Exactly How Do You Hide $73 Billion In Fraudulent Trades?

from the bet-big,-lose-big dept

At the end of last week, the latest banking scandal started hitting the wires as news broke of a low level trader for the French bank Societe Generale was somehow able to lose the bank $7.2 billion by sneaking around various control and security systems to make a series of complex bets, well beyond what he should have been allowed to do. Many people are comparing it to the case of Nick Leeson, who brought down Barings bank over a decade ago -- though, with Leeson, it only took a little over a $1 billion. And, over the weekend, the details got worse. That $7.2 billion loss came on bets up to $73 billion. It certainly raises plenty of questions about the controls that are in place. No matter how sneaky you are, you would think that $73 billion would be pretty hard to trade without anyone noticing. Apparently not. The trader in this case, Jerome Kerviel, supposedly had a detailed understanding of the security systems thanks to an earlier job at the bank, that involved monitoring the trading systems and then used other people's accounts and falsified documents to hide his tracks. Even so, you would think that someone would have taken notice of $73 billion moving around. Societe Generale claims that, unlike Barings, it can easily survive this fraud and will even turn a profit. Of course, at the same time, it also announced it needs to raise $8 billion -- and given the size of the loss, that certainly makes it sound like the bank needs to replace that money pretty quickly.


Reader Comments (rss)

(Flattened / Threaded)

  1.  
    identicon
    ChurchHatesTucker, Jan 28th, 2008 @ 6:38am

    Slowly

    His trading took place over the course of a year. It was when he tried to get rid of his profits (which he was too successful at) that he was detected. See the article here:
    http://www.independent.co.uk/news/europe/rogue-trader-the-man-who-saved-the-world-or-not-7746 58.html

     

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  2.  
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    Barbara, Jan 28th, 2008 @ 7:09am

    Don't you find it odd...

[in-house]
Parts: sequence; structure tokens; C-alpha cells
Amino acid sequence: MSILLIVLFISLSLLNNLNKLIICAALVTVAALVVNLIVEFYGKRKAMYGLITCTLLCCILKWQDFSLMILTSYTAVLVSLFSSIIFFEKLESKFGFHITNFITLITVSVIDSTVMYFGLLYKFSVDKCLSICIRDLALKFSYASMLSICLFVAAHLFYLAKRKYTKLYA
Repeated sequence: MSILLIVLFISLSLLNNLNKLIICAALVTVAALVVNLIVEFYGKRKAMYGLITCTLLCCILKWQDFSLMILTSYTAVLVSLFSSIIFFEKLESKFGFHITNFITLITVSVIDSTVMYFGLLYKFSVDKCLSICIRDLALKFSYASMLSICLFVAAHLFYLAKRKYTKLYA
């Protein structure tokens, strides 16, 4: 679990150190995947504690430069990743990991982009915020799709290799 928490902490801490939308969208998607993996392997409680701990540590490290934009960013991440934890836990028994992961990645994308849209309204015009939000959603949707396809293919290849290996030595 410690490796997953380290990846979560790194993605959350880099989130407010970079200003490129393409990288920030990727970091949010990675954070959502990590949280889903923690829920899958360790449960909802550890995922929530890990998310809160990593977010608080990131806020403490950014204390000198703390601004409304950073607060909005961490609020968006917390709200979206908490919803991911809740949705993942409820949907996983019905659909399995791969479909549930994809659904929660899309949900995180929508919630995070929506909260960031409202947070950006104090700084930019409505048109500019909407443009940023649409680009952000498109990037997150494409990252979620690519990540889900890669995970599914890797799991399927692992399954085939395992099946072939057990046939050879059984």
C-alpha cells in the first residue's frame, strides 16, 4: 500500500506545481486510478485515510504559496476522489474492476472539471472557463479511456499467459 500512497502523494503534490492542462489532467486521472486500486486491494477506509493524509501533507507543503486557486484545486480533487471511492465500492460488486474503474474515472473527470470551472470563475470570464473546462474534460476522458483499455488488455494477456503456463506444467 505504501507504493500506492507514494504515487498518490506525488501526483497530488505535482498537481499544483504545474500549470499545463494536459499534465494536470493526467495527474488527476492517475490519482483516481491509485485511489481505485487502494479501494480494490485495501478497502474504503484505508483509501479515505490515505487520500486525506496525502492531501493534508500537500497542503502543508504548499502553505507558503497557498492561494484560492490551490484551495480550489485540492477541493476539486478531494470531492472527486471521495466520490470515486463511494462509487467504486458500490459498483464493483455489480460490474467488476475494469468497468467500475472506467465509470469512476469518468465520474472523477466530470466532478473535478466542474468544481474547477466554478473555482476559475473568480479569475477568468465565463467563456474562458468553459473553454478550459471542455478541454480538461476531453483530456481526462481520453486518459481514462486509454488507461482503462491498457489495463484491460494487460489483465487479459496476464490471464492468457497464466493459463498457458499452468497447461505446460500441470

Don't you find it odd that a person would perpetrate such a fraud and not have any personal gain for themselves. Why did he do it if he personally wasn't going to gain - just for giggles? I think there is a lot more going on here that they are not sharing.

     

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  3.  
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    Anonymous Coward, Jan 28th, 2008 @ 7:19am

    Wall Street Journal has a good article on how this happened. Actually, the positions he took recently is what did him in. 2007 was pretty much a neutral year for his trades, his positions in 08 sank the ship.

     

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  4.  
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    Anonymous Coward, Jan 28th, 2008 @ 7:35am

    what is missing from this article is that the employee being blamed is a 30 year old mid lvl employee who has been in bank for less than 1 year.

    which makes me wonder:
    Is he really the cause or just a scape goat, if he really is the only one involved that bank has some serious security issues.

     

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  5.  
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    Vincent Clement, Jan 28th, 2008 @ 7:40am

    A few years back, MasterCard was able to detect fraudulent activity on my card and called me to confirm if I did or did not purchase the material. We are talking about $600. Yet a bank cannot detect a $7.2 billion loss?